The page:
Taylor Baker-Gower
One of the most hilarious books I have ever had the pleasure of reading.
Jul 17, 2015 Melle rated it really liked it  ·  review of another edition
Recommends it for: naughty kids and the people who are trying to remember why they love them
Recommended to Melle by: Tami R.
I haven't laughed this hard at a book since Jason read aloud to me parts of the introduction to John McWhorter's Our Magnificent Bastard Tongue. This is a great book for kids who are habitually naughty, kids who have trouble following rules (or who are excellent at sidestepping rules), big sisters and their poor little brothers, kids who find themselves and their ideas being shot down, and their caregivers who still love them anyway (even despite the frustration). (Thanks to workmate Tami for th ...more
Liliana Piedra
The story, 17 Things I'm not allowed to do anymore, by Jenny Offill, is a funny story about a little girl who continuously finds herself getting into trouble. Her energetic and creative ideas are what result in a few restrictions on what she can and cannot do. Nevertheless, it doesn't stop her from being a kid.
I think that kids will find this story very funny. It's great for kids of all ages. it shows kids how sometimes creativity and imagination can go too far, but that shouldn't stop them from
Ally Copper
The precocious young female narrator of "17 Things I'm Not Allowed to Do Anymore" by Jenny Offill enjoys trying ornery and destructive pranks and exploits that try the patience of her mother and other adults in her life. As she tries new, creative ways of expressing herself and leaving her mark, such as doing her George Washington report on beavers instead or setting fire to her classmates' shoe using a magnifying glass, she soon finds out she is no longer allowed to do those very things. While ...more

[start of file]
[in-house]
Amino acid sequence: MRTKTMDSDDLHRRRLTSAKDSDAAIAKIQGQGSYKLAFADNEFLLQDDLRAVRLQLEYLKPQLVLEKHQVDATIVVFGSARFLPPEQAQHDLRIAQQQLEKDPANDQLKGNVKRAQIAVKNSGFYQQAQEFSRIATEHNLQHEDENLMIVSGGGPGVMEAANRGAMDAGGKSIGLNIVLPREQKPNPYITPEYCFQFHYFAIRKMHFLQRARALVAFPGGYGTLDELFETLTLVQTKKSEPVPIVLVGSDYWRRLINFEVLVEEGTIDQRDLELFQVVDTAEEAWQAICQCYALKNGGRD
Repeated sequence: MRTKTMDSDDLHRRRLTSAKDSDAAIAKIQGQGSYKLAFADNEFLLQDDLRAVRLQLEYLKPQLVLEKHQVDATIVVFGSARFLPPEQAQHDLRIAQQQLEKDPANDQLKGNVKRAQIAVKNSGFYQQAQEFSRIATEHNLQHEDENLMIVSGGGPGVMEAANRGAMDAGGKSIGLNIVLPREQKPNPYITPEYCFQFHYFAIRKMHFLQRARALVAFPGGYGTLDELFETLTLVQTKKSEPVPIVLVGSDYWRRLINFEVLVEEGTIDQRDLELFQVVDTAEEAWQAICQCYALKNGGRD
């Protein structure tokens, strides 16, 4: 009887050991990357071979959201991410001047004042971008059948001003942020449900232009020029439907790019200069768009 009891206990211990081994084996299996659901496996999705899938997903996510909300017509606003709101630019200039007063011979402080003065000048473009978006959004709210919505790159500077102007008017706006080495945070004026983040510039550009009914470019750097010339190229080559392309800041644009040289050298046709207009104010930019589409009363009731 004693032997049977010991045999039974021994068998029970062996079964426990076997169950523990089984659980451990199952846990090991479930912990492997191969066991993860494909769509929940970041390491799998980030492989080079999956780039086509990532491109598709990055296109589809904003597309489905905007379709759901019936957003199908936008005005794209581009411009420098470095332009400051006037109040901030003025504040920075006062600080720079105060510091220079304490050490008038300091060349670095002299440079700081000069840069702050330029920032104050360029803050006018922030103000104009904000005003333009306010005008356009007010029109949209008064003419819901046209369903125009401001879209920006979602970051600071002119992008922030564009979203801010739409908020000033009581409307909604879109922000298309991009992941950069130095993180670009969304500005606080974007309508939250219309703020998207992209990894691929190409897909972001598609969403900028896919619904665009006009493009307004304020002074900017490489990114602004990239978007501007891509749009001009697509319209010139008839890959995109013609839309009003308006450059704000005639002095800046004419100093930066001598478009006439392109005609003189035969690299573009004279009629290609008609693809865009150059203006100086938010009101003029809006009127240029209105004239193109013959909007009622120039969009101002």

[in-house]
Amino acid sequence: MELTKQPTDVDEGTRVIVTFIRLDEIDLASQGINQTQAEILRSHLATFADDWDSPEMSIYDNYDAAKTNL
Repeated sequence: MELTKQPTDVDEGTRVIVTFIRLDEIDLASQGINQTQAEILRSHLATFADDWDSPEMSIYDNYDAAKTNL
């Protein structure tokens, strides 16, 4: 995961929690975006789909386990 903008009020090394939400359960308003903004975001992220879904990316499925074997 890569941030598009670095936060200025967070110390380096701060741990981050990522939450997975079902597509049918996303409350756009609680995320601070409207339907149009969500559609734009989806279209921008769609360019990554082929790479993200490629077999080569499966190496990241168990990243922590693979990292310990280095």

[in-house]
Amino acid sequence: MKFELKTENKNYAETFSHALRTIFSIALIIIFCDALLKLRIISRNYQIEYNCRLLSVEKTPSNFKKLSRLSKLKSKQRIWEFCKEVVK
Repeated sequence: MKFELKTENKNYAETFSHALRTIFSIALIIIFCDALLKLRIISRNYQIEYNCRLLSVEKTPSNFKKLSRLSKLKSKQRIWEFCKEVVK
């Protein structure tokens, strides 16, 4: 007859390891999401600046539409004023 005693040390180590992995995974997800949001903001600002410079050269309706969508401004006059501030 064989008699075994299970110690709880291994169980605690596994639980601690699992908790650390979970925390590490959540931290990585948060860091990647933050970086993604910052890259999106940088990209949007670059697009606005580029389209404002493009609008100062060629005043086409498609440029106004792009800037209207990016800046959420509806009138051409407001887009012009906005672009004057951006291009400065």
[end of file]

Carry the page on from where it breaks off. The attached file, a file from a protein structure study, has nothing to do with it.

Lisa the Librarian
I want to say that I absolutely LOVE the illustrations in this book. A mixture of fairly simple drawings, interesting objects in the background and photos of some key focal items this is a visual feast.

However, I am counting my blessings that I do not have this little girl in my life. She is pretty much a total brat! (I did have to smile about the beavers, though, because my kids have gotten into the whole obsessing about something mode).

I think this would be a good book to give to a parent of a
Oct 25, 2013 Shantelle rated it it was amazing  ·  review of another edition
17 Things I’m not allowed to do anymore is about a girl who torments her brother, her pet, her classmates, and, of course, her mother. This story lists many inappropriate things that she has done and the things that she is not allowed to do anymore. “The text is short, spare, and fall-on-the-floor funny—not to mention utterly child-friendly” (1). This book would be perfect for somebody who is just learning to read, it has few words on each page but still creates a very entertaining story.

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Jenny Offill is an American author born in Massachusetts. Her first novel Last Things was published in 1999 was a New York Times Notable book and a finalist for the L.A Times First Book Award.

She is also the co-editor with Elissa Schappell of two anthologies of essays and the author of several children's books She teaches in the MFA programs at Brooklyn College, Columbia University and Queens Univ
More about Jenny Offill...